Most fences have a provision for adjusting parallel alignment - again, the manufacturer is the best source of information on the procedure. If the fence cannot be accurately adjusted, or if the degree of disagreement between alignment measurements varies as the fence is positioned and repositioned, there is a strong possibility that your current fence is incapable of providing reliable parallel alignment. If you are generally satisfied with your saw's other qualities, correcting the problems with the fence is worth considering.
For more on how your rip fence stacks up, read Rockler's Article, "Fence Systems for Accurate Table Saw Ripping". And if you decide that a new fence is in order, Rockler offers one of the best after-market systems available: the Vega Fence, a highly respected upgrade.
Checking for Arbor Runout
Ideally, a table saw blade should spin in a perfect circle, without deviation upward and downward or from side to side. In reality, there is always a certain amount of inaccuracy in the path of a blade, and the term used to describe it is "runout". Checking table saw runout down to thousandths of a degree isn't hard to do, but it does require a more sophisticated measuring device than you may have on hand - a dial indicator - and some special rigging. The whole alignment package is available in specialized table saw alignment tools, such as the Master Plate with Super Bar.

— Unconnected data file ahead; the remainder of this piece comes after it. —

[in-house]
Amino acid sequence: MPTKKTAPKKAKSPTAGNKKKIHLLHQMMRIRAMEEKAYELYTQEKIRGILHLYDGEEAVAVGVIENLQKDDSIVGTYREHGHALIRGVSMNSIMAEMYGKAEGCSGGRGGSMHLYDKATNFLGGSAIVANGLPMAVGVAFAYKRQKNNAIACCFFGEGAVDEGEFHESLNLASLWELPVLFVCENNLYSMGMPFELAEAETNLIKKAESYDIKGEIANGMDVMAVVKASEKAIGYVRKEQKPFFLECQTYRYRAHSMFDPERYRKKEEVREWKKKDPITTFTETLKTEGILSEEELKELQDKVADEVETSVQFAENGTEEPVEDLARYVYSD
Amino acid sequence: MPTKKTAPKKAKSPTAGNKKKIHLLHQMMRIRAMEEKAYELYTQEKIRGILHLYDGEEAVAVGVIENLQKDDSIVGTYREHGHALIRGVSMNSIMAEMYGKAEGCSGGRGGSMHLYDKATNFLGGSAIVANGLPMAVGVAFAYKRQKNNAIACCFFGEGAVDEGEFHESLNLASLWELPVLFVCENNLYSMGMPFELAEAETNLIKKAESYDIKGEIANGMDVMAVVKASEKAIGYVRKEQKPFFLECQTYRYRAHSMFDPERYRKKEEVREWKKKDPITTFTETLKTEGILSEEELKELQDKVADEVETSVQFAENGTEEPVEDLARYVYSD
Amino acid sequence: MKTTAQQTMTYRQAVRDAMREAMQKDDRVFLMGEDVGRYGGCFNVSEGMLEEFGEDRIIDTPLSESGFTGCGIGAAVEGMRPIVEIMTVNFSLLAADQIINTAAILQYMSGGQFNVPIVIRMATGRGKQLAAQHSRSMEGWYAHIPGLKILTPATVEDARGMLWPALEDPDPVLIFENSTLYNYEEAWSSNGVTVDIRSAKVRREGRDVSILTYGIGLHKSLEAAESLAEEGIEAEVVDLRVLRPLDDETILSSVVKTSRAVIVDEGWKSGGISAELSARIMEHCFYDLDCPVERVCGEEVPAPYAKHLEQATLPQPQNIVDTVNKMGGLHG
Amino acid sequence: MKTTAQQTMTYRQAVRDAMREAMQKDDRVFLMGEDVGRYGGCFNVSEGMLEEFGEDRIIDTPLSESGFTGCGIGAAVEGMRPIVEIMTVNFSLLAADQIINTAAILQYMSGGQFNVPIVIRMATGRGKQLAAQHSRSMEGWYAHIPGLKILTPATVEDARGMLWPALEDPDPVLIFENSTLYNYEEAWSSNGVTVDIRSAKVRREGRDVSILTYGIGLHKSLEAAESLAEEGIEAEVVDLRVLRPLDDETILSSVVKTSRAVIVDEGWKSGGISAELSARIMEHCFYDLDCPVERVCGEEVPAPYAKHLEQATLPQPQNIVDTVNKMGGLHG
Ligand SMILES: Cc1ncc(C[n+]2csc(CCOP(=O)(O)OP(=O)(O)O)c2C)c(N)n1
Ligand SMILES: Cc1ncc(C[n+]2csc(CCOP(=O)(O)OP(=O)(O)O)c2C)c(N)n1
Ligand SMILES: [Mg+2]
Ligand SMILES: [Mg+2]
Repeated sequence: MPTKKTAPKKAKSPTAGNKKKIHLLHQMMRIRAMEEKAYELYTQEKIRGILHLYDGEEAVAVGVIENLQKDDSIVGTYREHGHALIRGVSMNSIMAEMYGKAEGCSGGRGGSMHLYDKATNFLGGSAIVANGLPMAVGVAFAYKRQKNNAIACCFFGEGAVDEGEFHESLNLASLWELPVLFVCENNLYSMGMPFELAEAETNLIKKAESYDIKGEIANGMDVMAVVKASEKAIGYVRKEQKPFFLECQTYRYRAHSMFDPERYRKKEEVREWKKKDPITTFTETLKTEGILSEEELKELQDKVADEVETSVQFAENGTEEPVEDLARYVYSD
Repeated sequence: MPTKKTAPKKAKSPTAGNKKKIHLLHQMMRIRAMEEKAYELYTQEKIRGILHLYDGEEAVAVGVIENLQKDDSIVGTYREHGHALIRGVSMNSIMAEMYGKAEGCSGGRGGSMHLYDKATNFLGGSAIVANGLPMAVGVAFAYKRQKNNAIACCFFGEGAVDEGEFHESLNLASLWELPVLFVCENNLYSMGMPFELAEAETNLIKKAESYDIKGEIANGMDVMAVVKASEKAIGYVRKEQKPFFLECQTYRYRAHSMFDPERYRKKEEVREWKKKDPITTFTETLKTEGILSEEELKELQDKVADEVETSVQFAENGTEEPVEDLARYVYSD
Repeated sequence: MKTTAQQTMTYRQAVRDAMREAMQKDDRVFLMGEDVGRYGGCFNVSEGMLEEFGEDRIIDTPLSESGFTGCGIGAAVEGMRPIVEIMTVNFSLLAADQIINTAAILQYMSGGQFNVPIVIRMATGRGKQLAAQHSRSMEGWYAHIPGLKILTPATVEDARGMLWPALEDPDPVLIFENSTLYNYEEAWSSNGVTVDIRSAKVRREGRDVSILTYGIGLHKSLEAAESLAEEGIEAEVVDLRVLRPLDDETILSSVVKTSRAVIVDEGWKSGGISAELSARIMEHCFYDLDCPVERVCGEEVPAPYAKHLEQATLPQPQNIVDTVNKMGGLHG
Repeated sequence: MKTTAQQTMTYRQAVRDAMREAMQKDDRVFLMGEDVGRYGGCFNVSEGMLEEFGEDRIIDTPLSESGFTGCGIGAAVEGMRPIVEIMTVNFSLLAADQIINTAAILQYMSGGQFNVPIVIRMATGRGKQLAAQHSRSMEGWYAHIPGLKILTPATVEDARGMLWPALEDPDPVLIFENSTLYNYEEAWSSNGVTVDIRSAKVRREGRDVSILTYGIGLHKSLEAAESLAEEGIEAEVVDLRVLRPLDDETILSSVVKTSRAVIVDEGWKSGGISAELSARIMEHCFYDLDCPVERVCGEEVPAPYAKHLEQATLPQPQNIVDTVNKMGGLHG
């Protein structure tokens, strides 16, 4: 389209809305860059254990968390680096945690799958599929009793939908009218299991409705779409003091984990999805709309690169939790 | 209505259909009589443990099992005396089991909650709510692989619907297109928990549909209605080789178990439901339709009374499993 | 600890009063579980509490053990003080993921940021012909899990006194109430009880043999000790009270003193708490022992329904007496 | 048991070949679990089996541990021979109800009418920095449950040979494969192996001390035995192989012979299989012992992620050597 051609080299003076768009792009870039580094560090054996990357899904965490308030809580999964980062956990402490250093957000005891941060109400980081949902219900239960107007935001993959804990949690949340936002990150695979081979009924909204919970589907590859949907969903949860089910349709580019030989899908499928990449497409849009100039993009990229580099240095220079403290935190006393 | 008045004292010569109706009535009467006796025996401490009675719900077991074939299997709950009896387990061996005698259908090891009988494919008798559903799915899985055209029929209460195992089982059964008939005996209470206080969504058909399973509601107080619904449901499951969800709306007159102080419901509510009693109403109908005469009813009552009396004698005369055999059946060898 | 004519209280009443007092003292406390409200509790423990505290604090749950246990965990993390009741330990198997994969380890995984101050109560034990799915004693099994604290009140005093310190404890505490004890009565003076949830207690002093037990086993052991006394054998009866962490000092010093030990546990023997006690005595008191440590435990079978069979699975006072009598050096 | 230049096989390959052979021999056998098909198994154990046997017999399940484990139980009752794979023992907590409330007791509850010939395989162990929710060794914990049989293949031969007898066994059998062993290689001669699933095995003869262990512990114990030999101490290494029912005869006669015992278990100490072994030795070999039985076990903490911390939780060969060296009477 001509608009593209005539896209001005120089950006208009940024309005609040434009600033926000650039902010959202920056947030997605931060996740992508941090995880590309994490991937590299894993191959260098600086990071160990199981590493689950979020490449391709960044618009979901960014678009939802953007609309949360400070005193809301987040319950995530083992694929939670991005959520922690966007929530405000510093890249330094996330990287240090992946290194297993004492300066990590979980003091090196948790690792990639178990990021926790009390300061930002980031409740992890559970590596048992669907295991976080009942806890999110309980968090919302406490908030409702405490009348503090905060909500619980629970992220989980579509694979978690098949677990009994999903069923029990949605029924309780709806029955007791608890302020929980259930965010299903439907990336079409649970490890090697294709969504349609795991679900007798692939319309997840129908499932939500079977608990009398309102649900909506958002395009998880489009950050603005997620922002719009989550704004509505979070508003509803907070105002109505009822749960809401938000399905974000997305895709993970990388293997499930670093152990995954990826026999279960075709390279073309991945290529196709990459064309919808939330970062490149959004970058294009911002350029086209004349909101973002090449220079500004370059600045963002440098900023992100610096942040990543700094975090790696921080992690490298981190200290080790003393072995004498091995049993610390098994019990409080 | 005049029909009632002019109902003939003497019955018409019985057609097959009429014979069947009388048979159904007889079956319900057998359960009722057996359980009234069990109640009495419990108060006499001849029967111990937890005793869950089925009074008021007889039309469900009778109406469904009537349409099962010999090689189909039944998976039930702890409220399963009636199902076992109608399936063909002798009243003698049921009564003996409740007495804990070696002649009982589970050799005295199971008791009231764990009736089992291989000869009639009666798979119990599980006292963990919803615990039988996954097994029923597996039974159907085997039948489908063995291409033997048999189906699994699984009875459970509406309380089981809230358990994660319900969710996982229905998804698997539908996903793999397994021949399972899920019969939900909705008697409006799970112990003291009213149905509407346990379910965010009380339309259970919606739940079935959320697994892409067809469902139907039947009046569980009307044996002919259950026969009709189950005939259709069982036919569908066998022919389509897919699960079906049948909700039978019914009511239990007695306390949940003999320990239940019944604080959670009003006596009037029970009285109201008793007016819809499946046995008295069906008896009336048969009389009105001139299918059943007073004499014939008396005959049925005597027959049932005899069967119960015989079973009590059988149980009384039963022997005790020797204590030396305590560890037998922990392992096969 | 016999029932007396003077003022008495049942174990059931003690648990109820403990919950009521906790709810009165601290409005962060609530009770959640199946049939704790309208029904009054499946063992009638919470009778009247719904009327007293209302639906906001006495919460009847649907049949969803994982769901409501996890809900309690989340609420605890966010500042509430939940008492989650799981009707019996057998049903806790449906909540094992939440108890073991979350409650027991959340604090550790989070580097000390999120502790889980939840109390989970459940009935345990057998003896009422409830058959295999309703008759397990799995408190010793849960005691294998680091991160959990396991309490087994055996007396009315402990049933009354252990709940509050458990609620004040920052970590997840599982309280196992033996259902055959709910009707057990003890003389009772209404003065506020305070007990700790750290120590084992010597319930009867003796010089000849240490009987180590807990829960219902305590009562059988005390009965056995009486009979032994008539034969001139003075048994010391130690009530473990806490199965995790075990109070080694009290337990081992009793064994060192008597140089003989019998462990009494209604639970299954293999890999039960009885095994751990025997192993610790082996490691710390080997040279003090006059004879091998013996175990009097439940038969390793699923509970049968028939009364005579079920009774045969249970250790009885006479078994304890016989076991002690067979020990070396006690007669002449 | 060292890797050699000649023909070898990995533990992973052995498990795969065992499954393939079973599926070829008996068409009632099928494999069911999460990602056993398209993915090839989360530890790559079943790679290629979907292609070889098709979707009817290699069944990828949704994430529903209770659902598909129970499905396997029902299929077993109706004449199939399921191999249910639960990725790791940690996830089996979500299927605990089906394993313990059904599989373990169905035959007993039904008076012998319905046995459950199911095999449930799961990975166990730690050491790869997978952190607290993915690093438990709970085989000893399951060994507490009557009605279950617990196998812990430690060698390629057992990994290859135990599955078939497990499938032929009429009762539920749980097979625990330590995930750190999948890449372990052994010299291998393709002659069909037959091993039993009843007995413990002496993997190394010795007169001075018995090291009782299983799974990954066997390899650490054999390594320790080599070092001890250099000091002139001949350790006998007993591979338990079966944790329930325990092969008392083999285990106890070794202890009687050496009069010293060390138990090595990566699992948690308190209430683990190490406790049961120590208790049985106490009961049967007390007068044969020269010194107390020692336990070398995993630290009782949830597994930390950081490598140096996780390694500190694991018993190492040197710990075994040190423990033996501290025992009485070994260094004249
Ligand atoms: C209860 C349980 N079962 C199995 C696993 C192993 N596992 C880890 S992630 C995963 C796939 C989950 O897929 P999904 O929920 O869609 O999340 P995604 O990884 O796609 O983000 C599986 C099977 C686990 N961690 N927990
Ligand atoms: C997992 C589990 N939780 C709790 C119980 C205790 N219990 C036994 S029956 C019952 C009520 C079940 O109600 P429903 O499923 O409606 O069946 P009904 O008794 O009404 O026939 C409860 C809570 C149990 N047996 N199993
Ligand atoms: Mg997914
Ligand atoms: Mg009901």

How do you check table saw runout? Here's the basic procedure, as described by Michael Dresdner in the Woodworker's journal eZine:
"Unplug the saw and raise the arbor to its highest position. Mount a flat plate (I use a blade stabilizer) onto the arbor and snug it down with the retention nut. Mount a dial indicator on a magnet and set it on the table with the tip reading the face of the plate near the outer edge. Spin the arbor by hand and watch the dial. As you go through a rotation, watch how much the dial changes from the highest to lowest reading. That is the amount of runout. If luck is with you, it should be less than .005" on a 10" plate, and half that on a 5" plate."
"The best way to test bearings is to listen to them while the saw is running. I find that I can hear a bad bearing before spotting it any other way. Good ones are quiet; bad ones make all sorts of unwanted noises."
For more on keeping all of the tools in your shop in top condition, read Rockler's article, "Tool Maintenance Made Easy". And if you live in a humid climate, or you have a basement shop, where moisture is a problem during the summer months, you might want to check out "Dealing With Woodshop Humidity." And to really get to know your table saw, consider picking up a table saw book or DVD. Most any one, including Fine Woodworking's Mastering Your Table Saw, will provide in-depth information on table saw maintenance and adjustment, along with tips on how to use your saw to its best advantage.